You see, both went down into the water, THEN the eunuch was baptized, and THEN they "both" came up out of the water. So contrary to some who view this as evidence, the going down into the water was not the baptism. Indeed we should expect that because of the context of Isaiah that the eunuch was reading, they went down into the water, and then Philip sprinkled or poured water on the eunuch, and then they both came up out of the water. The sprinkling recorded in Isaiah is God's word of baptismal cleansing or washing, which prophesied of this baptism of many outside of Israel. If we compare Scripture with Scripture, we see how the Bible deals with the sign of baptismal cleansing throughout scripture.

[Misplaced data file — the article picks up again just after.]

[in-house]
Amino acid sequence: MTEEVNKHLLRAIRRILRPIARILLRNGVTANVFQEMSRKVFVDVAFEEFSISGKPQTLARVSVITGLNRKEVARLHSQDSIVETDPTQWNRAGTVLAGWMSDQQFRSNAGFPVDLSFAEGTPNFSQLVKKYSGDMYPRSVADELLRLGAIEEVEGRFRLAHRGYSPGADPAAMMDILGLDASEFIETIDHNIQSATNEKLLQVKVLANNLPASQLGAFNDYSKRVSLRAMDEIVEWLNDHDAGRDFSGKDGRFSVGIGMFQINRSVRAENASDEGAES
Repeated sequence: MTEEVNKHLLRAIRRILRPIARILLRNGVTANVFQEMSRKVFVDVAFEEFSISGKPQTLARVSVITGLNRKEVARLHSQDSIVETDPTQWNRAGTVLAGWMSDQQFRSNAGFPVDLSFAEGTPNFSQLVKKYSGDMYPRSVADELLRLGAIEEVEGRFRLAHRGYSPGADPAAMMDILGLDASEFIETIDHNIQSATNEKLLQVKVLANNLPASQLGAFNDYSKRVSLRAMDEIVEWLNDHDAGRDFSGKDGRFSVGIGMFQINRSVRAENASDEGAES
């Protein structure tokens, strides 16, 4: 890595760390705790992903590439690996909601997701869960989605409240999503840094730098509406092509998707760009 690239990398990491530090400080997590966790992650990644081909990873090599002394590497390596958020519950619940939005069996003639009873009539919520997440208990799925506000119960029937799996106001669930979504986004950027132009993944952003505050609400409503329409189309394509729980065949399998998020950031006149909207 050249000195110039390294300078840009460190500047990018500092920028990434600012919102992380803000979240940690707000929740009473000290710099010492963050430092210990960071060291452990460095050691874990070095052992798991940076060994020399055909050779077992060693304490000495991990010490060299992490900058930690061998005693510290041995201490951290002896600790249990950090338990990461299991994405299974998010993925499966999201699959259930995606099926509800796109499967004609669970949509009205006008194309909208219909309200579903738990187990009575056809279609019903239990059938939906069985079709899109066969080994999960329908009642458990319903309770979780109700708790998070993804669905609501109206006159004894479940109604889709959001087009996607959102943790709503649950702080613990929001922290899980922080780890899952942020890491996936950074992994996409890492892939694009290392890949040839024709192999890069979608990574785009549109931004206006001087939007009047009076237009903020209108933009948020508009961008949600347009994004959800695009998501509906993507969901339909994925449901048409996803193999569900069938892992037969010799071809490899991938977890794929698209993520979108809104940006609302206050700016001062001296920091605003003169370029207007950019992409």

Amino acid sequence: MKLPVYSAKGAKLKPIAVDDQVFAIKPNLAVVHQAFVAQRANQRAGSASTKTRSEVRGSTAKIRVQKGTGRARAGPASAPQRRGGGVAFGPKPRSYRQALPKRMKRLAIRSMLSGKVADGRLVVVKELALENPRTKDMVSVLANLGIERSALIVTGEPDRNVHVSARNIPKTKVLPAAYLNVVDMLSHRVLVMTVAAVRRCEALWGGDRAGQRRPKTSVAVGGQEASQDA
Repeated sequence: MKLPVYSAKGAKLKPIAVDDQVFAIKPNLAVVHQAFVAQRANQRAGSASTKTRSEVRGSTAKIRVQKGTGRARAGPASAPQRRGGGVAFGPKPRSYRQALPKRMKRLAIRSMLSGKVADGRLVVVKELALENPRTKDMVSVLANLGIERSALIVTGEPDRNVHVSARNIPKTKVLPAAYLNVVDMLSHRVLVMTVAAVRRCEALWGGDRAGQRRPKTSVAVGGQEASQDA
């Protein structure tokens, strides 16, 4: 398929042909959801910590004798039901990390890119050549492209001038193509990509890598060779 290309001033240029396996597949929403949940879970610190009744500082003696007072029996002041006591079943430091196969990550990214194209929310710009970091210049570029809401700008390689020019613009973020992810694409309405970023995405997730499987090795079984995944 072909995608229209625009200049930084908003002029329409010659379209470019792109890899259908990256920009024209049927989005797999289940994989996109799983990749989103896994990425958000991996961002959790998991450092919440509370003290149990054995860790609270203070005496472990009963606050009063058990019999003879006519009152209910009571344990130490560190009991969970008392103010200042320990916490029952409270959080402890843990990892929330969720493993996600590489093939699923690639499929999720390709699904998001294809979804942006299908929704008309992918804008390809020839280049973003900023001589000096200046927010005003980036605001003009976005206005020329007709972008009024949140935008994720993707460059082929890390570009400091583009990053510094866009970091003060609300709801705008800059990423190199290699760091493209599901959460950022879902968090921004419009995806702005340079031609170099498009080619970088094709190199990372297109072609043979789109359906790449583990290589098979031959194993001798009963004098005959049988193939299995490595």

Numbers 8:7

Ezekiel 36:25-26

Note God again says that He will sprinkle clean water upon us and we shall be clean from all our sins. Clearly God says sprinkle, not dip or immerse. Because of church tradition, some would retort that this is wrong, and cling to the idea that only immersion is the proper mode of Baptism. God forbid, for true baptism or washing is of God and not by our denominational presuppositions. These scriptures should preclude anyone from claiming that immersion is the only mode of baptism. In Illustrating spiritual baptism, God uses sprinkling. Thus I believe that sprinkling is a perfectly acceptable and biblically defensible way of baptizing, based upon my study of the pertinent scriptures. Water baptism that is efficacious and important is not H²0, but spiritual waters. When God says, repent (Acts 2:38) and be baptized and you will be saved, this repentance is unto salvation, but Baptism in literal water is not. How do we know? Because Ephesians carefully tells us there is one baptism: